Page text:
10 of Wikipedia's wackiest arguments

Behind every page there's a battle raging for control


The premise of Wikipedia is laudable. A knowledge depository written and edited by the people, for the people.

The glue that keeps the site together is an evolving set of policies and guidelines, but, these guidelines are open to much interpretation and debate.

Here are 10 of Wikipedia's daftest discussions.

1. What's in a name?

Some of Wikipedia's denizens don't like the way academic researcher and well-known blogger danah boyd (legally) spells her name - without caps.

"Why is it OK for her to impose her nonstandard styling and the costs that come with it on the rest of us?" said R27182818 on the subject's discussion page. The argument continues to this day, and the Wikipedia article on danah boyd is still titled "Danah Boyd".

2. Though shalt not edit thy own biography

Even danah's own intervention couldn't sway the most hardline opposers, because Wikipedia has a rule that discourages living subjects from editing their own entries. Carl Hewitt, an associate professor at MIT was rather notoriously banned in 2007 - according to The Guardian - for editing his own biography and promoting his works.

Wikipedians said his activities were "disruptive". Professor Hewitt countered that his page "significantly misrepresents both me and my work". He was inspired by the incident to write a paper entitled The Corruption of Wikipedia on Google's rival user-edited encyclopaedia, Knol.

3. Goodbye, Larry

While Carl Hewitt got the boot, Jimmy Wales, the guy who founded - sorry, co-founded Wikipedia - got away with editing his own entry with little more than a war of words.

He stood accused of removing references to his former partner Larry Sanger. Amusingly, the whole episode is now detailed on Wales's own Wikipedia page.

Jimmy wales

SELF-EDITING: Wikipedia founder Jimmy Wales deleted former partner Larry Sanger from his entry. The ensuing edit war spread through Wikipedia like a forest fire

4. RIP Swells

Wikipedians love arguing about whether entries deserve to be on Wikipedia. Why was there an argument about the notability of Steven Wells, journeyman music journalist and famous broadcaster when he passed away last year though? Cultural ignorance we suspect.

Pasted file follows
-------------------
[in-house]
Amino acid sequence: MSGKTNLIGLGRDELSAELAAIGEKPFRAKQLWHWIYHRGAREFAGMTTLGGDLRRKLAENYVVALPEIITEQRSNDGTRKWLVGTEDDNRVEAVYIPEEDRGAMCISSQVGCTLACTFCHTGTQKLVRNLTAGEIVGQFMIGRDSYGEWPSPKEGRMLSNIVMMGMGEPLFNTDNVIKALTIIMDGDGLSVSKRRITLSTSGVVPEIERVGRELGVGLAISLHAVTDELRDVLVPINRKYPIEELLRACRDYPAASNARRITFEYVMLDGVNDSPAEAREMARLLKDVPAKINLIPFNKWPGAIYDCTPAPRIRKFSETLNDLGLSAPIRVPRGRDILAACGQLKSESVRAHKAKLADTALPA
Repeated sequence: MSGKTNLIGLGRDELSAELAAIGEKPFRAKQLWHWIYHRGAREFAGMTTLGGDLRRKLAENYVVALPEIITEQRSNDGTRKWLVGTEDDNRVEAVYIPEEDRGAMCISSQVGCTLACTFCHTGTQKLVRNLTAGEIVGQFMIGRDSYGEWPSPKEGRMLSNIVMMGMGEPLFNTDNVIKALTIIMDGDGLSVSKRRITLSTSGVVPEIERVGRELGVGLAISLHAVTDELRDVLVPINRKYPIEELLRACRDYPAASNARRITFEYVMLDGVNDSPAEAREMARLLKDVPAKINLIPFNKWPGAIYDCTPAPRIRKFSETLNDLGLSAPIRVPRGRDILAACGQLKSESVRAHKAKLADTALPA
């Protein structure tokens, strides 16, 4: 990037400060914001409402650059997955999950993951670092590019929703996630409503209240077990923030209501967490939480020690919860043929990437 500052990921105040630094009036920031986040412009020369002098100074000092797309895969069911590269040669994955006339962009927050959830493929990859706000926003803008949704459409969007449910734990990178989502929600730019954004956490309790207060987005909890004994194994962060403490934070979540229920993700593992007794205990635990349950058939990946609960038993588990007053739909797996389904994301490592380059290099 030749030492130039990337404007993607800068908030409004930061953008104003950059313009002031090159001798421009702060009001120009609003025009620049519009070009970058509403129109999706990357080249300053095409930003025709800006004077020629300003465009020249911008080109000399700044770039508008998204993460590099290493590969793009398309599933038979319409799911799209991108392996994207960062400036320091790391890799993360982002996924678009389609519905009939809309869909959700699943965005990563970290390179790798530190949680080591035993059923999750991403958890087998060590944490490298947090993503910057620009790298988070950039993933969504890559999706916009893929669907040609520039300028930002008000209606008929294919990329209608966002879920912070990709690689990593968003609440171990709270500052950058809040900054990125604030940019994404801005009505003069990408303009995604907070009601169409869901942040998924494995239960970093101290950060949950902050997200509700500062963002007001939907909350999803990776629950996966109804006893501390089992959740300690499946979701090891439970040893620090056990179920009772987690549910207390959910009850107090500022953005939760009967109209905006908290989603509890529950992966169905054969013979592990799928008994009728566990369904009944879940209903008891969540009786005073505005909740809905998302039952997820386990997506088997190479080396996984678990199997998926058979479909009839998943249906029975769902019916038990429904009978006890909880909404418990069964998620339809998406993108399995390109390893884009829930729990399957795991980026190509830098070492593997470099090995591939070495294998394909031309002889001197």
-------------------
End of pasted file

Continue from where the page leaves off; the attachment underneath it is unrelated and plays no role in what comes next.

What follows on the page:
In this case, one Wikipedia editor voted to delete the entry, 24 hours after Wells died. The argument that ensued was brief and one-sided, but definitely whacky.

5. Fictionally famous

The question of notability grows feathered wings of insanity when the subject in question is fictional. This was such a contentious issue that the folks editing the actual guideline have had had several meltdowns over wording.

First mooted in 2006, four years later the Notability (Fiction) guideline is stalled at "proposal" stage. Referred to in Wikipedia itself as "the mother of all notability disputes", the archived discussion currently runs for 56 pages - most of them tetchy.

6. Happy Birthday, Jimmy Wales

Another guideline that trips up new Wikipedia editors is that all information should be based on "reliable sources". But what's a reliable source? For example, another edit war involving Jimmy Wales sprang up when the Wikipedia co-founder decided to remove his date of birth - saying it was incorrect.

Plenty of friendly Wikipedians were happy to "correct" the edit he made citing secondary sources, including Encyclopaedia Brittanica. Mr Wales's entry currently says his birthday is 7 August - with a note at the bottom saying that this is wrong... by one day.

7. Chicken Kyiv

One of Wikipedia's Five Pillars is "Wikipedia has a neutral point of view" or NPOV. But is there such a thing?

One chap's reasonable belief is another's fundamentalism. For evidence see slanging matches like the ongoing battle about Ukraine's capital city. The Ukrainian name is "Kyiv", but the article uses the Russian name "Kiev".

Proponents of the latter spelling say that it's more common, while champions of Kyiv say it's a hangover of Soviet rule.

Five pillars

THE RULES: Wikipedia's Five Pillars include "Wikipedia does not have firm rules" and "Wikipedians should act in a respectful and civil manner". Really

8. Hummus

Tasty chickpea dip or battleground for Middle Eastern politicking? On Wikipedia, it's both. Contributors couldn't make up their minds whether the dish was Israeli, Turkish or Lebanese in origin. Last time we looked at the discussion section, another six countries were laying claim to the garlicky entrée.

9. Big G

Religion and politics are perennial flamebait - but few arguments are as silly or circular as one in the discussion section of Wikipedia's Derren Brown entry.

It's not about the beardy mind fiddler - it is, rather, about whether the article should refer to God or god. Big G is, of course, the Christian God, Jehovah. In the context it was used, a TV special where Brown temporarily converted atheists into believers, there was an argument that the illusionist meant a generic god or gods. Small g. The argument raged for a good nine months. Just thinking about it makes our brains go "ouch".

10. Young Earth

Think that's whacky? You should have a gander at the discussion section of The Age of the Earth, where a battle between creationists and rationalists includes argumental gems like: "After reading the first paragraph, I nearly threw up. Since when were Creationist views on the age of the earth un-scientific?".

All in all there's plenty here to prove there are two sides to every internet argument, and both are usually wrong...

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